Here are some guidelines for feeding a jaguar cichlid in an aquarium:

  1. Live and frozen foods: The primary diet for jaguar cichlids should consist of live or frozen meaty foods. Jaguar cichlid can be fed with large blood worms, earthworms, prawns, large insects, small reptiles, frogs, meat farce, big flakes of dry feed, even mouse or big goldfish. These foods are rich in essential nutrients and help stimulate their natural hunting instincts.
  2. Commercial cichlid pellets: High-quality commercial cichlid pellets can also be included in their diet. Look for pellets specifically formulated for carnivorous cichlids, as they contain the necessary proteins and nutrients.
  3. Variety: Providing a varied diet is essential for the health of your Jaguar Cichlid. Rotating between different live, frozen, and pellet foods will help ensure they receive a balanced nutritional intake.
  4. Feeding frequency: Young Jaguar Cichlids can be fed multiple times a day, while adult specimens can be fed once or twice a day. Be careful not to overfeed, as this can lead to obesity and health issues.
  5. Monitor feeding behavior: Jaguar Cichlids are voracious eaters, and they can be aggressive during feeding. Ensure that all fish in the tank have an opportunity to eat by spreading the food across different areas of the tank.
  6. Avoid inappropriate foods: Never feed your Jaguar Cichlid foods that are high in carbohydrates or fillers, as they have a strictly carnivorous diet and cannot properly digest plant-based foods.
  7. Consider feeding live prey sparingly: While live foods are an essential part of their diet, there is a risk of introducing parasites or diseases through live prey. Quarantining and properly inspecting live foods before feeding can help mitigate this risk.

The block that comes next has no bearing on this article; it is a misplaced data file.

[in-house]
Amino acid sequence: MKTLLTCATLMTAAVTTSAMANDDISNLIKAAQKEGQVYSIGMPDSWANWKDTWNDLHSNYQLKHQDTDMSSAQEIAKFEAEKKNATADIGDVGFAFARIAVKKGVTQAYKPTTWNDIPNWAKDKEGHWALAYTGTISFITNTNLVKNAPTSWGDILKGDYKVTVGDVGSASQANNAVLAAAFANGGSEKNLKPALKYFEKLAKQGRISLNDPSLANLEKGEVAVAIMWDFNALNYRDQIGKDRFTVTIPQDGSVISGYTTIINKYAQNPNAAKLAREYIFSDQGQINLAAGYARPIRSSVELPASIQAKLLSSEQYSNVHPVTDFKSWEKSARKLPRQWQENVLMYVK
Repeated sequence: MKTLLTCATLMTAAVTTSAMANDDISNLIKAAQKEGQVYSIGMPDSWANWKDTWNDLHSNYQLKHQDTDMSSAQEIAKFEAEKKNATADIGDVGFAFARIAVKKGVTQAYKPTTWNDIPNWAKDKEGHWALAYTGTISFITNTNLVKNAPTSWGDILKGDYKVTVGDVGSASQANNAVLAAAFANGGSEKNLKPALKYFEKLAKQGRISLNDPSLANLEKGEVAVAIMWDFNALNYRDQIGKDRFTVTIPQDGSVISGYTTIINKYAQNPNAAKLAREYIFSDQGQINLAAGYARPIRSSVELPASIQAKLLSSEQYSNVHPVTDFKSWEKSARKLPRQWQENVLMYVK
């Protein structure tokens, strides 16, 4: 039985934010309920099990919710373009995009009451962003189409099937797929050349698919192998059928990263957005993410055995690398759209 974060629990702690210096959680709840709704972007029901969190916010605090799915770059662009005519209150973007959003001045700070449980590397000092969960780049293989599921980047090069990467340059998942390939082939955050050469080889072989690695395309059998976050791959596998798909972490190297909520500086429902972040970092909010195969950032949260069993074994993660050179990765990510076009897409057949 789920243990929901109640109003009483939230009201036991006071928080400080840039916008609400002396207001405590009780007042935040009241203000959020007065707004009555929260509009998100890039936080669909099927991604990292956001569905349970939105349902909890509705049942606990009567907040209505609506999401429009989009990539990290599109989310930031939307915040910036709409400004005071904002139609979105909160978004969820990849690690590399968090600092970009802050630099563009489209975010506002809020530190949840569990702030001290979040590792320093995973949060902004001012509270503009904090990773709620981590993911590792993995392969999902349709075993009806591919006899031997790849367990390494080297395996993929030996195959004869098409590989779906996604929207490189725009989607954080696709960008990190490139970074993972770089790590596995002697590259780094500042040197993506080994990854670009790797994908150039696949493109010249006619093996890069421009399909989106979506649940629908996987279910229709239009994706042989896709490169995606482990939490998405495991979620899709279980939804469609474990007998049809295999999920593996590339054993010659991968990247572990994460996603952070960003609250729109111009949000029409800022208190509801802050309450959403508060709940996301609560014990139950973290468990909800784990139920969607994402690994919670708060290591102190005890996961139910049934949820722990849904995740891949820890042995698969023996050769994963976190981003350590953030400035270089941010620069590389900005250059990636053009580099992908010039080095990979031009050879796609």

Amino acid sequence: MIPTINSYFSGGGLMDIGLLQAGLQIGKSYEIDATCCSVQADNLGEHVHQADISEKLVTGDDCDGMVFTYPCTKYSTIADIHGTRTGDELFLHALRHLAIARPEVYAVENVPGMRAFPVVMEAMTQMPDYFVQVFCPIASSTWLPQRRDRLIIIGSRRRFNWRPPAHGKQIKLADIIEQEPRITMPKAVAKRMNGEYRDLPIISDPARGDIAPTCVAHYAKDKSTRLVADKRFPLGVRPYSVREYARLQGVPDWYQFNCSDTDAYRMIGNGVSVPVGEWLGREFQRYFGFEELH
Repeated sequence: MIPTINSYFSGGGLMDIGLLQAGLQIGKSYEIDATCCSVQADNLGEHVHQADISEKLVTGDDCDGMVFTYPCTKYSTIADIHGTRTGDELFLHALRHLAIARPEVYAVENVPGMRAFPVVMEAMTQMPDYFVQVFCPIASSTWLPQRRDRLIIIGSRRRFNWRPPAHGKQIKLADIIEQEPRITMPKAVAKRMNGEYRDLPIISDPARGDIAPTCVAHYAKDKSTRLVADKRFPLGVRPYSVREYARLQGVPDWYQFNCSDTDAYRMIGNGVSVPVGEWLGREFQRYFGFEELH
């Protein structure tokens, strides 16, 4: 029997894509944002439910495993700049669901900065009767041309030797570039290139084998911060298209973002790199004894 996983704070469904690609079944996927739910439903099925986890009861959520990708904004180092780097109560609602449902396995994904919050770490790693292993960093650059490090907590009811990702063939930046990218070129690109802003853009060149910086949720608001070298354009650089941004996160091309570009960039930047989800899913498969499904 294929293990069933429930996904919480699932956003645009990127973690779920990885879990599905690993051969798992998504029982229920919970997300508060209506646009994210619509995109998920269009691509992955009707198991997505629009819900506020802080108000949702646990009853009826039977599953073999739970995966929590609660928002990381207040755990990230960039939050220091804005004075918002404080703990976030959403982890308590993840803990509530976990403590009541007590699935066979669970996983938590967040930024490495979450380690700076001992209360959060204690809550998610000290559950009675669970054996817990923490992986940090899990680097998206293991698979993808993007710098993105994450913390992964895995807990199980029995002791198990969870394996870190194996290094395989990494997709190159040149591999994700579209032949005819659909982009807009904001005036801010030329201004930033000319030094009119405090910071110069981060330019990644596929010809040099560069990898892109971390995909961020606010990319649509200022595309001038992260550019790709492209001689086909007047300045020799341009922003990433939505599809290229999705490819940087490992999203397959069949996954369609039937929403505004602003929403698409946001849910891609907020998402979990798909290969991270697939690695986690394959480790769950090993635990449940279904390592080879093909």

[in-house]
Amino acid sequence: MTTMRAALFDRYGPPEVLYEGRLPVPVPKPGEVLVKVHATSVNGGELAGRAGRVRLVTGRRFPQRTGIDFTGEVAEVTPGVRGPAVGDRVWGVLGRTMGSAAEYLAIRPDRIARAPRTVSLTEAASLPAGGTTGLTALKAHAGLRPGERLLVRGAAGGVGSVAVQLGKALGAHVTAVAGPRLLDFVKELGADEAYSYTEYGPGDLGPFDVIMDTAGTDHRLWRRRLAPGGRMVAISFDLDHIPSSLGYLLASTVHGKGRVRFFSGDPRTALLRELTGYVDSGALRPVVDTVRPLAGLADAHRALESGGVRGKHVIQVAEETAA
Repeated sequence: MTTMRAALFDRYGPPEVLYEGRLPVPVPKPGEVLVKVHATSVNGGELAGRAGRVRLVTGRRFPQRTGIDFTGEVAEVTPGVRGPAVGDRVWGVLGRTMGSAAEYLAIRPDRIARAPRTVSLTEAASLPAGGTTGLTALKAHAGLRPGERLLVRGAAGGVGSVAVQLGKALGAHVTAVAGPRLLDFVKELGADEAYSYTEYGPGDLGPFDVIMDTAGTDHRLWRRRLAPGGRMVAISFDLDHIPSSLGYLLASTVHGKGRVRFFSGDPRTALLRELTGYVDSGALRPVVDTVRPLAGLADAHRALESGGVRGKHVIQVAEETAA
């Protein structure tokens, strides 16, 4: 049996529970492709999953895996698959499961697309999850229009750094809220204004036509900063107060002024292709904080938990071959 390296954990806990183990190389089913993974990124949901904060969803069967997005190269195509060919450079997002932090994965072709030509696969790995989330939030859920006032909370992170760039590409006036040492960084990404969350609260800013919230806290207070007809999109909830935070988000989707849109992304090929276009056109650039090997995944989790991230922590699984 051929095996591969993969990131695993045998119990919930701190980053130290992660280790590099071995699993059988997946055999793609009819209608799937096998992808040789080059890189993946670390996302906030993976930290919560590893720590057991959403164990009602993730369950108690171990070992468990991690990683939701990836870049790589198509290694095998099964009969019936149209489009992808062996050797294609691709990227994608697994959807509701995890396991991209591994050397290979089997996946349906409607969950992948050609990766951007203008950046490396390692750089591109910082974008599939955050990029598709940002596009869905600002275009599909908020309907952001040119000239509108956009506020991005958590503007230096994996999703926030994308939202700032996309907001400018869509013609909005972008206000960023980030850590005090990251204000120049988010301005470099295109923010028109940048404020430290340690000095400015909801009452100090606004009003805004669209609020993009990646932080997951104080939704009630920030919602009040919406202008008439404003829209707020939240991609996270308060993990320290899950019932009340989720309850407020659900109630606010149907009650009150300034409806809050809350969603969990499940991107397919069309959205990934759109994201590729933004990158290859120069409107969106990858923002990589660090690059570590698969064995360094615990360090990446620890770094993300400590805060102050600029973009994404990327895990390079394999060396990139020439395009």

Care and keeping in a tank

Tank decor

Large objects should be used for the tank design – rocks, snags and big grained gravel should be used as a bottom. Provide ample hiding spots and territories for your jaguar cichlids by using large rocks and caves. You can stack rocks to create caves and crevices where the fish can retreat and establish their territories. Make sure the rocks are stable to avoid any collapses.

Adding large pieces of driftwood can create additional hiding spots and break up the line of sight in the tank. It can also create interesting structures and add a natural feel to the setup. In larger tanks or if you plan to keep more than one jaguar cichlid, using dividers or visual barriers made of acrylic or plastic can help create separate territories and reduce aggression.


There’s no need to put plants into a tank since these monsters will destroy them rather quickly and mercilessly. You can still include some hardy and well-rooted plants. Anubias, Java Fern, and Amazon Sword plants are good options, as they are more resistant to the cichlids’ activity.


All cichlid are bottom diggers. Jaguar cichlid isn’t an exception, since it also likes to move the rocks around the tank bottom. Its size helps it a lot in this task. Avoid using fine decorations or small gravel that the cichlids could accidentally ingest, leading to health issues. Sand is preferred as it allows them to sift through it, mimicking their behavior in the wild.

Water parameters

Here are the recommended water parameters for these fish:

  1. Temperature: In the areas of their natural habitat the water temperature changes from 15 to 30°C. Some authors mention that jaguar fish can stand a short temperature decrease up to 12 °C. Nevertheless, we don’t advise you to test it. Jaguar Cichlids prefer a water temperature between 75°F to 82°F (24°C to 28°C). Keeping the water within this range mimics their natural habitat in Central America and supports their overall health and metabolism. It was noticed that the higher the temperature is, the more aggressive cichlid becomes. So, it’s better to keep water temperature on it’s lower limit 24 °C to decrease the fish aggressiveness.
  2. pH Level: The pH level should ideally be slightly acidic to neutral, ranging from 6.5 to 7.5. This range ensures that the water is not too alkaline or too acidic for the fish.
  3. Water Hardness: Jaguar cichlids can adapt to a range of water hardness levels. Aim for a moderate water hardness, with a general hardness (GH) between 8 to 12 dGH and a carbonate hardness (KH) between 6 to 12 dKH.